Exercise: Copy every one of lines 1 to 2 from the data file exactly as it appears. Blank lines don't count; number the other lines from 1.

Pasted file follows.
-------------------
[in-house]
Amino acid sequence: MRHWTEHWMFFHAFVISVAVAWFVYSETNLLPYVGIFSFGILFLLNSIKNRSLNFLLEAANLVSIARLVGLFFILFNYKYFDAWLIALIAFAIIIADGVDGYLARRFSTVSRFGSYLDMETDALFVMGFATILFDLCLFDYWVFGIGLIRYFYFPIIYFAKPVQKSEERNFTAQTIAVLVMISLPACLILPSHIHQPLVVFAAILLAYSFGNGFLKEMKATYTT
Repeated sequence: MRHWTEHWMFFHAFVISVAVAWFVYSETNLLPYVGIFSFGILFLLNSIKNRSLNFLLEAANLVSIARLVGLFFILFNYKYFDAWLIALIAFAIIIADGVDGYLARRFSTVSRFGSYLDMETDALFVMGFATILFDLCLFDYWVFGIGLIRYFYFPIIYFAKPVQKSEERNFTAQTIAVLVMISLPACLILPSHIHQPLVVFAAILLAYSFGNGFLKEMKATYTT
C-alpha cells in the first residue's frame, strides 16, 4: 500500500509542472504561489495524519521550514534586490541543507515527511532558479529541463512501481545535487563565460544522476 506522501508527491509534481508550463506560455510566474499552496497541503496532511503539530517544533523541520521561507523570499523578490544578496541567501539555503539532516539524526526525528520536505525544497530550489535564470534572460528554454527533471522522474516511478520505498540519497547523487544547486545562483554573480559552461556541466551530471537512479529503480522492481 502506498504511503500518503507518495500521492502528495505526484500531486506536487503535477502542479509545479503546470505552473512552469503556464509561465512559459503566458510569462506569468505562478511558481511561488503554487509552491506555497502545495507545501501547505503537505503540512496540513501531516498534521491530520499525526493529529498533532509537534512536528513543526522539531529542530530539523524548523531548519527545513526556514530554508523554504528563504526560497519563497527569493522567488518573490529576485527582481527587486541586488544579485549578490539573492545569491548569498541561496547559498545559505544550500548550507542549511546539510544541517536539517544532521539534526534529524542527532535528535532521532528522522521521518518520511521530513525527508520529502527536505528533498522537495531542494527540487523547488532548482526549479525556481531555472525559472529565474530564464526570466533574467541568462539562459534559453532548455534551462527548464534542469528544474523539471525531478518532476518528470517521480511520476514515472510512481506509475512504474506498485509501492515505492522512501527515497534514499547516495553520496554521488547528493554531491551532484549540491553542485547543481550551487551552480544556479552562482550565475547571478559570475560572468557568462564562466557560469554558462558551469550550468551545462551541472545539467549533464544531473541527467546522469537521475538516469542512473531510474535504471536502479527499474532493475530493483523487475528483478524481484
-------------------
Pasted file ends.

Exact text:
[in-house]
Amino acid sequence: MRHWTEHWMFFHAFVISVAVAWFVYSETNLLPYVGIFSFGILFLLNSIKNRSLNFLLEAANLVSIARLVGLFFILFNYKYFDAWLIALIAFAIIIADGVDGYLARRFSTVSRFGSYLDMETDALFVMGFATILFDLCLFDYWVFGIGLIRYFYFPIIYFAKPVQKSEERNFTAQTIAVLVMISLPACLILPSHIHQPLVVFAAILLAYSFGNGFLKEMKATYTT